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JUL/AUG 2013  

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Robotic insects make first controlled flight

Half the size of a paper clip, weighing less than a tenth of a gram, an insect took flight at a Harvard robotics laboratory last year. It leapt a few inches, hovered for a moment on fragile, flapping wings, and then sped along a preset route through the air.


The demonstration of the first controlled flight of an insect-sized robot is the culmination of more than a decade’s work, led by researchers at the Harvard School of Engineering and Applied Sciences and the Wyss Institute for Biologically Inspired Engineering at Harvard.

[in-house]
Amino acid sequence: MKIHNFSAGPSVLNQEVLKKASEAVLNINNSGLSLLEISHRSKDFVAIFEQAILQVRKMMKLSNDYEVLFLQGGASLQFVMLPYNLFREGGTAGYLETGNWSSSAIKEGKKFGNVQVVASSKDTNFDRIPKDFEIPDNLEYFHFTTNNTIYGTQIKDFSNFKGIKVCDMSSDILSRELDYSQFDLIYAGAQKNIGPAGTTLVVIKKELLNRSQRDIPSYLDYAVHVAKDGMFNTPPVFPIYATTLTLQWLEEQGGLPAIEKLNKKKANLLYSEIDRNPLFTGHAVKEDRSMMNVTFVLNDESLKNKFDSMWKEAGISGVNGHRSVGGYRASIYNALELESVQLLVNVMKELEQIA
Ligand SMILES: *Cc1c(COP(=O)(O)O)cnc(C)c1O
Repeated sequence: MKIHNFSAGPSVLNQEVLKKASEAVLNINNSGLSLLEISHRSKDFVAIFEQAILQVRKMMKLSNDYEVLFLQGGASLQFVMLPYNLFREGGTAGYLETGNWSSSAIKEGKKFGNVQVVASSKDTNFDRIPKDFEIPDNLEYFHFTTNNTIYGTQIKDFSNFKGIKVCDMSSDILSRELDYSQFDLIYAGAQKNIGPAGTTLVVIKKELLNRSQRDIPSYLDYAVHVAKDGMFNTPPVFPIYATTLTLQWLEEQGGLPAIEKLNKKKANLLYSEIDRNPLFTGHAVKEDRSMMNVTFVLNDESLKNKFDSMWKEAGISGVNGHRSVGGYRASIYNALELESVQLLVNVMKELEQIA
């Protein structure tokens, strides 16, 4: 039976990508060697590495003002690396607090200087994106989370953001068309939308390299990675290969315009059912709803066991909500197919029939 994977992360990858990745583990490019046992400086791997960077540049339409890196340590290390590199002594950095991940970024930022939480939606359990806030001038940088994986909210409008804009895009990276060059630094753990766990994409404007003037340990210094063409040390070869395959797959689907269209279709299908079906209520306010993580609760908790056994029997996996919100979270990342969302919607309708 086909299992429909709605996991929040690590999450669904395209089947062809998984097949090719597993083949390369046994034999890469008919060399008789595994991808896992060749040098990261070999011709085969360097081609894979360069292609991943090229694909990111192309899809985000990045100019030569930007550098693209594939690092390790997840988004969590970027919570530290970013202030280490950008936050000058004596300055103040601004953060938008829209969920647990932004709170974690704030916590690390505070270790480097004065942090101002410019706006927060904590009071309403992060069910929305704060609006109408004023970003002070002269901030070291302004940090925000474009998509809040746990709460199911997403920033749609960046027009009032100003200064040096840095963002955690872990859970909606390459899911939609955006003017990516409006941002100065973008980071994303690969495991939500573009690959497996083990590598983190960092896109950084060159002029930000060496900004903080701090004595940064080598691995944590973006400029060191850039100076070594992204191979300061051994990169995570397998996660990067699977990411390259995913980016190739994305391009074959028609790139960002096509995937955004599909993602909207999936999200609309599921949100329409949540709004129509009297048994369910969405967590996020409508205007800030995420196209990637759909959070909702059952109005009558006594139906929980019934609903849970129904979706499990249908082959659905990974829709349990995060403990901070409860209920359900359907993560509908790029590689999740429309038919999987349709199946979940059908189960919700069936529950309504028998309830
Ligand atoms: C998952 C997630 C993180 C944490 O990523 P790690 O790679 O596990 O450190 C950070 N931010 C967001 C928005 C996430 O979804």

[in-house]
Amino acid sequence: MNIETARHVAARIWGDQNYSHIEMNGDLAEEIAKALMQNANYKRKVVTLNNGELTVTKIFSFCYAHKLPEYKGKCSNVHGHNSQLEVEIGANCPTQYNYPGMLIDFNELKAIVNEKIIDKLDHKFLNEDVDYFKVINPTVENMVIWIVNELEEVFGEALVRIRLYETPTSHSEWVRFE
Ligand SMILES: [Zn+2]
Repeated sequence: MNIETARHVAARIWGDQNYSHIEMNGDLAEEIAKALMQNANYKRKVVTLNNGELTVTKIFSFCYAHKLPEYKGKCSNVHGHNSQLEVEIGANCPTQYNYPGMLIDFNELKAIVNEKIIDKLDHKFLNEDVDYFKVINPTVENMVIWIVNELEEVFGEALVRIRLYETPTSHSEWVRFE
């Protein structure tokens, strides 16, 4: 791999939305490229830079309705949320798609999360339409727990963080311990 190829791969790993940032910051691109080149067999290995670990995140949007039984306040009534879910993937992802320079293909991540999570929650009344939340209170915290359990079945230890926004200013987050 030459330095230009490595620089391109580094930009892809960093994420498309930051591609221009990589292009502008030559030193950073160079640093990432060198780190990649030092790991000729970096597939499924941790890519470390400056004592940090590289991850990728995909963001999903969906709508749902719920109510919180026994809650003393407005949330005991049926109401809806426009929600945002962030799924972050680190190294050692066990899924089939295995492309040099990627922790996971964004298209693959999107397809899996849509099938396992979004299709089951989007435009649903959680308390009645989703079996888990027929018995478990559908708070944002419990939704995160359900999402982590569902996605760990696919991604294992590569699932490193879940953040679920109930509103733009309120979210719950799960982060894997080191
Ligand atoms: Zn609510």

Inspired by the biology of a fly, with submillimeter-scale anatomy and two wafer-thin wings that flap almost invisibly, 120 times per second, the tiny device represents the absolute cutting edge of micromanufacturing and control systems, according to the researchers.

The robotic insect takes advantage of the pop-up manufacturing technique where sheets of various laser-cut materials are layered and sandwiched together into a thin, flat plate that folds up like a child’s pop-up book into the complete electromechanical structure.

Watch the video below to see the insect in action and click here to read more.